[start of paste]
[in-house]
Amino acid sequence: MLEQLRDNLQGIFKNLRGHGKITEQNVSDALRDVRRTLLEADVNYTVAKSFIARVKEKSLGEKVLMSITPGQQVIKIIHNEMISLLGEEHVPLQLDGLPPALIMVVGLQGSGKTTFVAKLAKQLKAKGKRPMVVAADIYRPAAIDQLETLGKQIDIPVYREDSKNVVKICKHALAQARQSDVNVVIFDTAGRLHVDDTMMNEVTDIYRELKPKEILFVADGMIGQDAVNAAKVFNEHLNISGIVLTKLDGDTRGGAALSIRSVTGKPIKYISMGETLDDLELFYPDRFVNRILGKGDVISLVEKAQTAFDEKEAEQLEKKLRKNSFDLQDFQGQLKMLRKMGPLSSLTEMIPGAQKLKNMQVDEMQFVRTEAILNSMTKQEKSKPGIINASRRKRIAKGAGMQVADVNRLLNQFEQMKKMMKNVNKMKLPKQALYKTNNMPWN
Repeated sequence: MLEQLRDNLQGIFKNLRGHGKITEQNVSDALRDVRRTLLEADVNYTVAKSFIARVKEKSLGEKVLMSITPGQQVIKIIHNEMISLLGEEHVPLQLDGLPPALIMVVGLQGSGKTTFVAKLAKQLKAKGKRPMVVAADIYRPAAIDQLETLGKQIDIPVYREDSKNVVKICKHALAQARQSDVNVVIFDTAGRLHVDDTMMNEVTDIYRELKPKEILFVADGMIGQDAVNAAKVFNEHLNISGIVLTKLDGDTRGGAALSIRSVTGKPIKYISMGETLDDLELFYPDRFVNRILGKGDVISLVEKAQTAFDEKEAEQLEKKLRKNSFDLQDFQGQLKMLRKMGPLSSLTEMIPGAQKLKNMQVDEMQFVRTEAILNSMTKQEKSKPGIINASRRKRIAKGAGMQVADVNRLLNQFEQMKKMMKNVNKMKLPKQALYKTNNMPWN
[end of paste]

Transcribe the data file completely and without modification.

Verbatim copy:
[in-house]
Amino acid sequence: MLEQLRDNLQGIFKNLRGHGKITEQNVSDALRDVRRTLLEADVNYTVAKSFIARVKEKSLGEKVLMSITPGQQVIKIIHNEMISLLGEEHVPLQLDGLPPALIMVVGLQGSGKTTFVAKLAKQLKAKGKRPMVVAADIYRPAAIDQLETLGKQIDIPVYREDSKNVVKICKHALAQARQSDVNVVIFDTAGRLHVDDTMMNEVTDIYRELKPKEILFVADGMIGQDAVNAAKVFNEHLNISGIVLTKLDGDTRGGAALSIRSVTGKPIKYISMGETLDDLELFYPDRFVNRILGKGDVISLVEKAQTAFDEKEAEQLEKKLRKNSFDLQDFQGQLKMLRKMGPLSSLTEMIPGAQKLKNMQVDEMQFVRTEAILNSMTKQEKSKPGIINASRRKRIAKGAGMQVADVNRLLNQFEQMKKMMKNVNKMKLPKQALYKTNNMPWN
Repeated sequence: MLEQLRDNLQGIFKNLRGHGKITEQNVSDALRDVRRTLLEADVNYTVAKSFIARVKEKSLGEKVLMSITPGQQVIKIIHNEMISLLGEEHVPLQLDGLPPALIMVVGLQGSGKTTFVAKLAKQLKAKGKRPMVVAADIYRPAAIDQLETLGKQIDIPVYREDSKNVVKICKHALAQARQSDVNVVIFDTAGRLHVDDTMMNEVTDIYRELKPKEILFVADGMIGQDAVNAAKVFNEHLNISGIVLTKLDGDTRGGAALSIRSVTGKPIKYISMGETLDDLELFYPDRFVNRILGKGDVISLVEKAQTAFDEKEAEQLEKKLRKNSFDLQDFQGQLKMLRKMGPLSSLTEMIPGAQKLKNMQVDEMQFVRTEAILNSMTKQEKSKPGIINASRRKRIAKGAGMQVADVNRLLNQFEQMKKMMKNVNKMKLPKQALYKTNNMPWN